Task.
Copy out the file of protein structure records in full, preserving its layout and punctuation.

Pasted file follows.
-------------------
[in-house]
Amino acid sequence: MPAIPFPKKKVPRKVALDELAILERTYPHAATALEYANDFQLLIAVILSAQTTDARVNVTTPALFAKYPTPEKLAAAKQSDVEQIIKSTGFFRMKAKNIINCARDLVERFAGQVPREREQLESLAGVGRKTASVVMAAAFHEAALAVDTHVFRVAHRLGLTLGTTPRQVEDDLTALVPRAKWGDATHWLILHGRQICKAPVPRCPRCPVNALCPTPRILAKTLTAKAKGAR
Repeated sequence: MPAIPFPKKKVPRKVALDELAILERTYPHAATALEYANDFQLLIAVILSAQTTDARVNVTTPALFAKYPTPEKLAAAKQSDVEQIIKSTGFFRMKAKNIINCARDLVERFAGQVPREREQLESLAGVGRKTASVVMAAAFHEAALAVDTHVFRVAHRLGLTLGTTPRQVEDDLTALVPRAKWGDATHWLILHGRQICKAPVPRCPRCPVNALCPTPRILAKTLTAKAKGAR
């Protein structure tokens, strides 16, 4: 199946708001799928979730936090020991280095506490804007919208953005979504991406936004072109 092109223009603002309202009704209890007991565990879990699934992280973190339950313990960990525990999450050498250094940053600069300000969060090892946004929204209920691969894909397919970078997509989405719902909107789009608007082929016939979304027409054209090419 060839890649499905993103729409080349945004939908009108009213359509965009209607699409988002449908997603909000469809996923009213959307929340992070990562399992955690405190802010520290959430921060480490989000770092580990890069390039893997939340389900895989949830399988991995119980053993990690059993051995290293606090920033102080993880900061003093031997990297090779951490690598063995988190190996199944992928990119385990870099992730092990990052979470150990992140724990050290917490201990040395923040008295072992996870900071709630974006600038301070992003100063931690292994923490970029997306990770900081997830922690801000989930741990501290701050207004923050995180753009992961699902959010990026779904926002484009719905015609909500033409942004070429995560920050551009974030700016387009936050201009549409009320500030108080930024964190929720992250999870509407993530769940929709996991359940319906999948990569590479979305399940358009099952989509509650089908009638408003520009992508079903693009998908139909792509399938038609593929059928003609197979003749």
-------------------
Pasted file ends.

[in-house]
Amino acid sequence: MPAIPFPKKKVPRKVALDELAILERTYPHAATALEYANDFQLLIAVILSAQTTDARVNVTTPALFAKYPTPEKLAAAKQSDVEQIIKSTGFFRMKAKNIINCARDLVERFAGQVPREREQLESLAGVGRKTASVVMAAAFHEAALAVDTHVFRVAHRLGLTLGTTPRQVEDDLTALVPRAKWGDATHWLILHGRQICKAPVPRCPRCPVNALCPTPRILAKTLTAKAKGAR
Repeated sequence: MPAIPFPKKKVPRKVALDELAILERTYPHAATALEYANDFQLLIAVILSAQTTDARVNVTTPALFAKYPTPEKLAAAKQSDVEQIIKSTGFFRMKAKNIINCARDLVERFAGQVPREREQLESLAGVGRKTASVVMAAAFHEAALAVDTHVFRVAHRLGLTLGTTPRQVEDDLTALVPRAKWGDATHWLILHGRQICKAPVPRCPRCPVNALCPTPRILAKTLTAKAKGAR
């Protein structure tokens, strides 16, 4: 199946708001799928979730936090020991280095506490804007919208953005979504991406936004072109 092109223009603002309202009704209890007991565990879990699934992280973190339950313990960990525990999450050498250094940053600069300000969060090892946004929204209920691969894909397919970078997509989405719902909107789009608007082929016939979304027409054209090419 060839890649499905993103729409080349945004939908009108009213359509965009209607699409988002449908997603909000469809996923009213959307929340992070990562399992955690405190802010520290959430921060480490989000770092580990890069390039893997939340389900895989949830399988991995119980053993990690059993051995290293606090920033102080993880900061003093031997990297090779951490690598063995988190190996199944992928990119385990870099992730092990990052979470150990992140724990050290917490201990040395923040008295072992996870900071709630974006600038301070992003100063931690292994923490970029997306990770900081997830922690801000989930741990501290701050207004923050995180753009992961699902959010990026779904926002484009719905015609909500033409942004070429995560920050551009974030700016387009936050201009549409009320500030108080930024964190929720992250999870509407993530769940929709996991359940319906999948990569590479979305399940358009099952989509509650089908009638408003520009992508079903693009998908139909792509399938038609593929059928003609197979003749």